JustNews - The Justice Management Institute Features a free implicit bias training opportunity. In 2017, Mecklenburg County, North Carolina’s Department of Criminal Justice Services and Criminal Justice Advisory Group (CJAG) began working with the National Development & Research Institute and New York State Psychiatric Institute to create a comprehensive implicit bias training program for criminal justice professionals. This training examines how unconscious or implicit biases can affect an individual’s thought processes and decision making in both subtle and overt ways.
Executive Order: Saving Lives Through Increased Support for Mental and Behavioral Health Needs - Report The EO orders the creation of a Coronavirus Mental Health Working Group (Working Group) to examine existing protocols and programs, and outline a plan for improving mental health functioning by assisting public and private stakeholders and agencies to maximize therapeutic support, including face-to- face in-person services, to reduce the negative impact of COVID-19. This Report sets forth actions to date, as well as recommendations for future activity to address these critical issues.
Catching Up With COSSAP Newsletter This issue of “Catching Up With COSSAP” offers a tree full of innovations, starting with the inaugural COSSAP virtual site visit posting—a powerful testament to peer recovery work that is helping to turn around Pennsylvania communities affected by substance use. Other articles catalog apps developed during the pandemic to ensure continuity of service for individuals in recovery; steps recommended for selecting telehealth services for medication-assisted treatment; and a new online feature that tracks all Prescription Drug Monitoring Program (PDMP)-related bills and regulations introduced at the state and federal levels.
New Training Opportunity Aims to Improve Local Mental Health Responses This winter, The Council of State Governments (CSG) Justice Center is offering free virtual, intensive training to three jurisdictions at the municipal and county level to help reduce the number of people with mental illnesses who are arrested and booked into jail. Selected jurisdictions will leave this training with concrete steps for future action. This opportunity is offered with support from the Bureau of Justice Assistance. Apply by Friday, January 15, 2021.
Police, Treatment and Community Collaborative (PTACC) Ticker Features assessment tool resources, links to recent publications, and a calendar of upcoming and funding events.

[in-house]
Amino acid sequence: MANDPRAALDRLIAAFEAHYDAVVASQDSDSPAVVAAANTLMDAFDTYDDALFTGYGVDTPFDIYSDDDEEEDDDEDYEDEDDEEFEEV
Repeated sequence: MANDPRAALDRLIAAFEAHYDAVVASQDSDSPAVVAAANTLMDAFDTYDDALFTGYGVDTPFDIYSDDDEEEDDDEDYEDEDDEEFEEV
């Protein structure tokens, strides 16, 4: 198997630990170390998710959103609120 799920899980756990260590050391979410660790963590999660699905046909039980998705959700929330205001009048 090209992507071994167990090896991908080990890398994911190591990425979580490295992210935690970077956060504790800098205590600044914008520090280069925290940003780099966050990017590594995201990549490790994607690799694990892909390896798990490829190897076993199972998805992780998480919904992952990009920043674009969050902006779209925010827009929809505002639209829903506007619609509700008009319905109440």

National Association of State Mental Health Program Directors Weekly Update A compendium of links to dozens of mental health related resources.
TAC Research Weekly: 2020 Top 10 List of Severe Mental Illness Research Reflecting on 2020, the Office of Research and Public Affairs (ORPA) put together a list of top 10 research published this year about severe mental illness.
In the News
A Unified Vision for Transforming Mental Health and Substance Use Care In early 2020, as COVID began to spread across the United States, the leaders of the nation’s 14 leading mental health, addiction and well-being advocacy groups and professional organizations began meeting weekly to generate proposals for how to powerfully address the new wave of need. With our combined expertise working on the fault lines of substance abuse, suicide and severe mental illness towards well-being and resilience, we created a Unified Vision for Transforming Mental Health and Substance Abuse Care, that offers actionable pathways for success. And, for the first time, there is strong agreement among stakeholders about what must be done.
A road map from our nation’s experts to transform the mental health system | Opinion Suddenly, mental health has become everyone’s problem, requiring not simply an emergency infusion of federal resources, but a commitment to resolve the crisis. The good news is that there is a plan – a roadmap for the new administration, Congress and state governments to reinvent our broken mental health care infrastructure. The leaders of the nation’s 14 leading advocacy groups and professional organizations began meeting early in 2020 in emergency session to generate proposals to address the new wave of need.